# General method for using Rouche's Theorem to find roots of equations.

I have been presented with the following rather weak version of Rouche's Theorem in lectures:

Let $$D\subseteq\mathbb{C}$$ be a domain containing a circle $$C$$ and its interior, and let $$f,g:D\rightarrow\mathbb{C}$$ be analytic, where $$|g(z)|<|f(z)|\:\forall z\in C$$ and $$f$$ has a zero inside $$C$$. Then $$f+g$$ has a zero inside $$C$$.

I have managed to find some solutions to polynomial equations within a disk using this but in some cases I seem unable to find permissible functions $$f$$ and $$g$$ for this to work.

For example, proving that there are infinitely many solutions near the imaginary axis for $$ze^z=1+z$$ .

Any assistance on how to find the right functions to use (for polynomials at least) would be much appreciated.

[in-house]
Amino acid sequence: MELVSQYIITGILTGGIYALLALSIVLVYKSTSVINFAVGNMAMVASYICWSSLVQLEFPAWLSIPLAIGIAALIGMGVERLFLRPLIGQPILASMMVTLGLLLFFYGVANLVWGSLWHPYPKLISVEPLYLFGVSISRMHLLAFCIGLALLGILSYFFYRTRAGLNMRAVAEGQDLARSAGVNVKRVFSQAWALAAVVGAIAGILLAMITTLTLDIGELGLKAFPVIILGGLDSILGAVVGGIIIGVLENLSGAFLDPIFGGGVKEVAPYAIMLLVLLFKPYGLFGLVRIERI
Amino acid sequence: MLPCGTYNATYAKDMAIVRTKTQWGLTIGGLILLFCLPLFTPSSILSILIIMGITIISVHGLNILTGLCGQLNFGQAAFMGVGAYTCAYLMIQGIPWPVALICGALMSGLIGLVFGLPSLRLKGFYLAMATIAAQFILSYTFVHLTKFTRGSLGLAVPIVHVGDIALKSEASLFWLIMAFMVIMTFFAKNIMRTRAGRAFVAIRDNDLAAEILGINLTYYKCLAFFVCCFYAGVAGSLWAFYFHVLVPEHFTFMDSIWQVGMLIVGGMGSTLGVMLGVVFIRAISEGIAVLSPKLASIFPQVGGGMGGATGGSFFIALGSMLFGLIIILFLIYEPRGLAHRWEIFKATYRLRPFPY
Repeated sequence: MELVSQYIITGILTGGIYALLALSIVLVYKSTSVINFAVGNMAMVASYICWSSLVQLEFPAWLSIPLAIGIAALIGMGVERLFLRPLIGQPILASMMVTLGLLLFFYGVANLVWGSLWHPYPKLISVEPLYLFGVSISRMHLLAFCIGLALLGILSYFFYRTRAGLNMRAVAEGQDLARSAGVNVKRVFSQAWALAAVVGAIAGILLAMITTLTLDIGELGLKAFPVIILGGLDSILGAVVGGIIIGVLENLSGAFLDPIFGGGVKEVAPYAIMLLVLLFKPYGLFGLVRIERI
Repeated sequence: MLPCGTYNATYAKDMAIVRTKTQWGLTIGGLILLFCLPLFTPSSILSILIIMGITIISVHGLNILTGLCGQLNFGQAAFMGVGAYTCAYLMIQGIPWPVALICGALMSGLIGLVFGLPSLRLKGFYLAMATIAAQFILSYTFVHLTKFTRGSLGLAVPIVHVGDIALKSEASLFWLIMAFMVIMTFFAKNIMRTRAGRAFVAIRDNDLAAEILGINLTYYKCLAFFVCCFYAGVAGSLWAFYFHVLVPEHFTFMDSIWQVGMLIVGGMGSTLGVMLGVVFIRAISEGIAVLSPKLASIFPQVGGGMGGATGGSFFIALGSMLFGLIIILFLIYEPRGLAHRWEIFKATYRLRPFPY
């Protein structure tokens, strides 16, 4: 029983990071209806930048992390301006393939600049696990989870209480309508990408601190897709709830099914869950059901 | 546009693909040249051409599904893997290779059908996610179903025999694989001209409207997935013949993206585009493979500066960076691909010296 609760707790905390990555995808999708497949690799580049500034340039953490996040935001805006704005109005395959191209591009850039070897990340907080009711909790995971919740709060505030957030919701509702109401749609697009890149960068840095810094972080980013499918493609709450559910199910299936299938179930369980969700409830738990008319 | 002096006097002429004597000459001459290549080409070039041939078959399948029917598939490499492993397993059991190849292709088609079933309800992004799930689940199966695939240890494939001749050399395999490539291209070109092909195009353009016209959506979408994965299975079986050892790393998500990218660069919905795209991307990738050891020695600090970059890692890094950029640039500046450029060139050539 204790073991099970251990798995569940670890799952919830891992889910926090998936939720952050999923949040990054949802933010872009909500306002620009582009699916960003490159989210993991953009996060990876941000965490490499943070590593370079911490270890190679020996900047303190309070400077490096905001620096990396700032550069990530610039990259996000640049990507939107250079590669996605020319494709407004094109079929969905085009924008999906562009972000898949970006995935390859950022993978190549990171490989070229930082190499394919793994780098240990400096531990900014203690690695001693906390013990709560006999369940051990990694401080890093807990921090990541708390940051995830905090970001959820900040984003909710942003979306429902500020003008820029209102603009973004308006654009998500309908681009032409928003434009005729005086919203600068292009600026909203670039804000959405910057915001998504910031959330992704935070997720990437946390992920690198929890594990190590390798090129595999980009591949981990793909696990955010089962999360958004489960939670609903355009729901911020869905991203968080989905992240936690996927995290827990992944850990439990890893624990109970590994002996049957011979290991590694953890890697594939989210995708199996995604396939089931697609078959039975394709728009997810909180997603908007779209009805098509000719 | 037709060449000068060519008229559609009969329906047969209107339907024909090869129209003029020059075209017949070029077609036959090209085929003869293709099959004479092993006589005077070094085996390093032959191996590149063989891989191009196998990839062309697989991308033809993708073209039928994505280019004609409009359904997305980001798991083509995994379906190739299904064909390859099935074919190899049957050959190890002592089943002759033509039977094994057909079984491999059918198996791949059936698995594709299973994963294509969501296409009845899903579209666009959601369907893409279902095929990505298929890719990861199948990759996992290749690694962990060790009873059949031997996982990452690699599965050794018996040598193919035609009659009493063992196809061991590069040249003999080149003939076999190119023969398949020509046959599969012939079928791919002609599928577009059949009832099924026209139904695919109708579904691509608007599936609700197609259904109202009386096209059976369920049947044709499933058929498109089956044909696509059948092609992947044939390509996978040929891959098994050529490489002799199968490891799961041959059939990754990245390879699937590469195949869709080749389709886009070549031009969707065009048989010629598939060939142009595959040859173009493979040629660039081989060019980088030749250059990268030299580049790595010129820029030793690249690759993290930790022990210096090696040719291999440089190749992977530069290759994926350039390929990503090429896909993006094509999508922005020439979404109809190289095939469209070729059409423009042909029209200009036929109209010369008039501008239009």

In the example, you see that for $$z$$ with a large radius the equation is close to $$e^z=1$$ with the known solutions at $$z=i2\pi k$$, $$k\in\Bbb Z$$.
Then with $$|k|$$ large, $$z=w+i2\pi k$$, $$w$$ presumably small, the equation transforms to $$f(w)+g(w)=0 ~\text{ where }~ f(w)=e^w-1~~g(w)=-\frac1{w+i2\pi k}.$$ On the circle $$|w|=1$$ and with $$e^w-1=w+\frac12w^2(1+\frac13w+\frac1{12}w^2+...)$$ we get with the usual estimate of the remainder of the exponential series by a geometric series $$|f(w)|=|e^w-1|\ge 1-\frac12\frac1{1-\frac13}=\frac14.$$ Thus whenever $$|g(w)|\le\frac1{2\pi|k|-1}<\frac14$$, that is, $$|k|>1$$, the Rouché theorem gives a root in the disk $$D(i2\pi k,1)$$. One can easily make the circles smaller, in consequence increasing the lower bound for $$|k|$$.